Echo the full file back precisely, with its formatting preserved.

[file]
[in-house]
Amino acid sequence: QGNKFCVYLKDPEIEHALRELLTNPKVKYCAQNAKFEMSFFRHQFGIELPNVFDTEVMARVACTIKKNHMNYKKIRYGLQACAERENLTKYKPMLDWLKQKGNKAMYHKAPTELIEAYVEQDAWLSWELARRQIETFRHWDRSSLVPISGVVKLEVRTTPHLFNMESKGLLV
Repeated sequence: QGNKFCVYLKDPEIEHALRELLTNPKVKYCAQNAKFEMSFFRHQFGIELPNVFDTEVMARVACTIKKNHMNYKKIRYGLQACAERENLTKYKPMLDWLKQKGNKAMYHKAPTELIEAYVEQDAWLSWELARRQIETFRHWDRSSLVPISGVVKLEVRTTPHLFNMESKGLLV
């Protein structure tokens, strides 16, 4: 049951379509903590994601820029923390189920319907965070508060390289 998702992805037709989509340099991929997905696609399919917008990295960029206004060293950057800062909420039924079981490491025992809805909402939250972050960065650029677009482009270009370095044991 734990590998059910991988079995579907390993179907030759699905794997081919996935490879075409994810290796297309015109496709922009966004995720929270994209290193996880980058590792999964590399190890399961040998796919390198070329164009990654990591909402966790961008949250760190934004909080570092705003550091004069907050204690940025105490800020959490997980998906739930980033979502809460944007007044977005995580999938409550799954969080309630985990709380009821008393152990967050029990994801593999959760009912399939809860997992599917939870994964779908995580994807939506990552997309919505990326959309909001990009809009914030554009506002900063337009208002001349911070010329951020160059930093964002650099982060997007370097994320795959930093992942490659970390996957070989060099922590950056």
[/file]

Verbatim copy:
[in-house]
Amino acid sequence: QGNKFCVYLKDPEIEHALRELLTNPKVKYCAQNAKFEMSFFRHQFGIELPNVFDTEVMARVACTIKKNHMNYKKIRYGLQACAERENLTKYKPMLDWLKQKGNKAMYHKAPTELIEAYVEQDAWLSWELARRQIETFRHWDRSSLVPISGVVKLEVRTTPHLFNMESKGLLV
Repeated sequence: QGNKFCVYLKDPEIEHALRELLTNPKVKYCAQNAKFEMSFFRHQFGIELPNVFDTEVMARVACTIKKNHMNYKKIRYGLQACAERENLTKYKPMLDWLKQKGNKAMYHKAPTELIEAYVEQDAWLSWELARRQIETFRHWDRSSLVPISGVVKLEVRTTPHLFNMESKGLLV
């Protein structure tokens, strides 16, 4: 049951379509903590994601820029923390189920319907965070508060390289 998702992805037709989509340099991929997905696609399919917008990295960029206004060293950057800062909420039924079981490491025992809805909402939250972050960065650029677009482009270009370095044991 734990590998059910991988079995579907390993179907030759699905794997081919996935490879075409994810290796297309015109496709922009966004995720929270994209290193996880980058590792999964590399190890399961040998796919390198070329164009990654990591909402966790961008949250760190934004909080570092705003550091004069907050204690940025105490800020959490997980998906739930980033979502809460944007007044977005995580999938409550799954969080309630985990709380009821008393152990967050029990994801593999959760009912399939809860997992599917939870994964779908995580994807939506990552997309919505990326959309909001990009809009914030554009506002900063337009208002001349911070010329951020160059930093964002650099982060997007370097994320795959930093992942490659970390996957070989060099922590950056």